In a video tip, O’Donnell shares how he uses the swim spa for aqua jogging.
Unlike going to a pool for deep-water running, aqua jogging in a swim spa allows you to have that “push” off the floor. The goal is to have a full running stride, working on your knee drive. O’Donnell suggests wearing an old pair of running shoes and taking advantage of the swim spa’s non-slip flooring system.
The water is chest-deep on most people, providing added buoyancy.
O’Donnell regularly incorporates aqua jogging for injury prevention. His go-to workout is to “run” for 30 minutes, gradually increasing the water current speed.
Single-arm swimming drill
Is there one drill that can improve your front crawl swimming? For many coaches, it’s single-arm swimming. This drill allows you to isolate one arm and focus on your stroke. From the catch to the pull-through, you can break down each element to improve overall technique.
In the swim spa, adjust the water current so that it’s at a gentle or easy speed. You will swim the front crawl stroke with one arm while the other is next to your hip.
O’Donnell emphasizes that you should fully rotate with each stroke and breathe to the same side as the pinned arm. Don’t forget to kick and fully engage your core!
For O’Donnell, many of his swimming workouts in the swim spa are time-based. When he includes the single-arm swimming drill, he does 30 seconds on his left arm, 30 seconds regular swimming, 30 seconds right arm, and 30 seconds regular swimming. He will repeat the drill for up to 10 sets.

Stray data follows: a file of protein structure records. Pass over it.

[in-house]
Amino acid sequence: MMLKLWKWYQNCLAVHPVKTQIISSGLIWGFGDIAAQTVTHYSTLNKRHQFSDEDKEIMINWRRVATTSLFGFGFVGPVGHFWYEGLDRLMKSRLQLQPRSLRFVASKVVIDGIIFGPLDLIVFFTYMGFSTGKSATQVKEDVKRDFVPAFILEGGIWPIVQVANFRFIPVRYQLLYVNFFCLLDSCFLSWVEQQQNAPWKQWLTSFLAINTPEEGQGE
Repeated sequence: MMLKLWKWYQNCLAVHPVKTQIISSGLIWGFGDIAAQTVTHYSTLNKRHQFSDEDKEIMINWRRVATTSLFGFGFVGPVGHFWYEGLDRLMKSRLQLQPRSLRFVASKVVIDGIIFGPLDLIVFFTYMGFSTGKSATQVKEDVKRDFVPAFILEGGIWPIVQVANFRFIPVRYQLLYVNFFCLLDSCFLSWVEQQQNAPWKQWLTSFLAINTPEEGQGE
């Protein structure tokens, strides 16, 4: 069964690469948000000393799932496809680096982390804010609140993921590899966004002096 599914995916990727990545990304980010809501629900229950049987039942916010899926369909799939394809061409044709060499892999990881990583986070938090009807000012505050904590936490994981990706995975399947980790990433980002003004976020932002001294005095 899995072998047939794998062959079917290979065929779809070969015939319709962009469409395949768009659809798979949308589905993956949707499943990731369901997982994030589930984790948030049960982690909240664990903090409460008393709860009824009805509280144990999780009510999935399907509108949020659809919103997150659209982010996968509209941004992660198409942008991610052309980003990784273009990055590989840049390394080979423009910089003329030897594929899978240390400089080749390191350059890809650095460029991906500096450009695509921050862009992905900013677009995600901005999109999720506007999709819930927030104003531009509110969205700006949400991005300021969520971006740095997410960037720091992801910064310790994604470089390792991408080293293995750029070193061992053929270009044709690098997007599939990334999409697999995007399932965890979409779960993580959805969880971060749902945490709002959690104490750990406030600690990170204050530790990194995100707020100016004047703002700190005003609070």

Sculling drill to improve feel for water
From the moment you step into the water, you feel the water. However, good “feel for the water” means something different for swimmers and triathletes.
When you have a good feel for the water, you are aware of how your swim stroke and body position affect your power.
Sculling is one one the most beneficial swim drills because it can improve your feel for the water. You can include this drill as part of your warm-up before the main set.
There are various ways to perform the sculling drill but O’Donnell demonstrates a basic version for the pro tip video series. Arms should be at the top of the water with elbows bent. Perform a sweeping motion with your forearms — almost like windshield wipers — and don’t forget to kick.
In the swim spa, you should set the water current to an easy swim pace. Perform the drill for 30 seconds and rest or swim easy for 30 seconds.
O’Donnell recommends wearing a center swim snorkel. When you wear a swim snorkel, you don’t have to rotate to breathe. This helps with body position and maintaining focus.
Triathlon training at home
Do you want to be able to balance triathlon training with daily life? Having a Master Spas swim spa allows you to swim on your schedule while adding a fun factor to your backyard. You can click here to find out more about the benefits of hydrotherapy and relaxing in a hot tub. Or, contact your local Master Spas retailer to learn more about swim spa ownership. Wondering how much a swim spa costs? You can request a quote here.